Are German Investors Ready to Leave?

A high-profile exit and a recent survey have worrying implications for the Czech economy

Awarded a number of prestigious business prizes, his name symbolizes Czech business success. So when it emerged that he planned to move his firm Linet to the Netherlands, it came as a shock to everyone. "I have decided to move the firm out of the Czech Republic because of the legal instability we face here," says Zbyněk Frolík.


The latest survey conducted by the Czech-German Chamber of Commerce (Deutsch-Tschechische Industrie- und Handelskammer) confirms that the business environment here is seen to be unfriendly. According to the survey, one third of German companies would have never invested in the Czech Republic had they known about the difficult local business environment.


As Ernst & Young (E&Y) points out, new investors have recently stopped coming to the Czech Republic. In the past year, the value of mergers and acquisitions here has declined drastically, by two-thirds. So should Czechs worry about this exodus of foreign investors?


Unpredictable Czech politicians
Improving nursing and hospital care around the world, Linet's products are sold in 93 countries. Having been voted "manager of the year" several times, Frolík has launched a successful business career in Germany. When looking for a partner, he was ready to offer 50 percent of the stock in his firm. "And it worked," says the 50-year old IT-specialist, who joined forces with the Wibo company from North Rhine-Westphalia, which makes beds for senior houses.


Teaming up with Linet proved to be a blessing for Wibo. Linet, which started out in a rented former farmhouse, grew much faster than anybody expected and today is much larger and more successful than Wibo. But Wibo has no reason for regret. It still owns half of the the six-billion-crown firm it was "given" for free.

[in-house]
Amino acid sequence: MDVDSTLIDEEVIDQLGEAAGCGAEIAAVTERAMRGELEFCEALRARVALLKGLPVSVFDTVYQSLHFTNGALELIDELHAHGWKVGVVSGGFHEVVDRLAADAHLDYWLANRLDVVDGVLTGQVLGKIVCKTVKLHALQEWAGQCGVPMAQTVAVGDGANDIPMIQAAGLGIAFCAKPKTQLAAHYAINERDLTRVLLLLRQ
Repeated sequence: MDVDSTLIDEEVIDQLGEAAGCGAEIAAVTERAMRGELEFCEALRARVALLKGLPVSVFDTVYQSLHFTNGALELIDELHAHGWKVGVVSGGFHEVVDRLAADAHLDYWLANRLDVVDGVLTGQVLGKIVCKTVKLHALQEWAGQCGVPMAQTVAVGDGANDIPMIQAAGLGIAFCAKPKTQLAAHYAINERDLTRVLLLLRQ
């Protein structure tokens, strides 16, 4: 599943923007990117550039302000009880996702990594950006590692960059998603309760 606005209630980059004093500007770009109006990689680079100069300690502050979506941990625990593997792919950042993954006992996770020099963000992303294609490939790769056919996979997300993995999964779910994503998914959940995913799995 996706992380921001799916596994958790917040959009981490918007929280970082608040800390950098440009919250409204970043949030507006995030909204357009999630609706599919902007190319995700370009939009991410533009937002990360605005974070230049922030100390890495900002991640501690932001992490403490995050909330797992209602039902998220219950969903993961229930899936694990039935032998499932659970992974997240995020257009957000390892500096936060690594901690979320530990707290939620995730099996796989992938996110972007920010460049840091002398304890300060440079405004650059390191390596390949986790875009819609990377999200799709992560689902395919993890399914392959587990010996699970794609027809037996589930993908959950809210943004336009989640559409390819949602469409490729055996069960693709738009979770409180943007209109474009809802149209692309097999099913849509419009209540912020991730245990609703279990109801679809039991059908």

Twenty years later, Zbyněk Frolík intends to take another important step, merging Linet and Wibo to form an international holding. "In five years, we would like to enter the German market and we need investors to know about us," says Frolík, explaining his plans. "Unfortunately, Czech firms are of no interest to anyone."


Reluctantly, he has been considering moving out of the Czech Republic for years. "Political instability, corruption and a lack of trust in legislation all made me speed up my decision," says Frolík. The solar energy project is an example of why businesspeople should be cautious about the political situation here, he says. At first, Czech politicians helped put in place unrealistically favorable conditions then, after investors had flooded the country, completely changed the rules. "How can we be sure this won't happen in other fields of business?" asks Frolík.


German investors needed
Around 4,000 German firms are estimated to be operating in the Czech Republic, with exports to Germany generating a fifth of Czech GDP. German and Austrian firms are the largest foreign investors in the Czech Republic, pumping in 22 billion crowns last year, according to the Ministry of Industry and Trade (MPO).


According to the Czech-German Chamber of Commerce survey, legal instability, a lack of trust in authorities and institutions, and corruption and crime are the things that German investors dislike most about the Czech Republic.


German-born Horst Blom points at the yellow footprints on the floor. "The large door is for vehicles, the small one for pedestrians," explains the 60-year old, and follows the yellow path for pedestrians. "You can take a shortcut through the large door but it's all about workplace safety." It's a seemingly trivial issue but Mr. Blom has struggled to spread the famously German sense of precision among his Czech co-workers for 15 years now. At the moment, his firm Hettich is looking for specialized psychologists who can explain the importance of following the yellow path to workers.


"I am concerned about this," says Blom. "These small details are the key to professionalism and success."


"On the other hand, if this was our biggest problem, I would be a happy man," he adds, laughing, and quickly starts praising his employees. "Smart, competent, creative, committed and ready to solve problems -- there are numerous advantages to working with Czechs."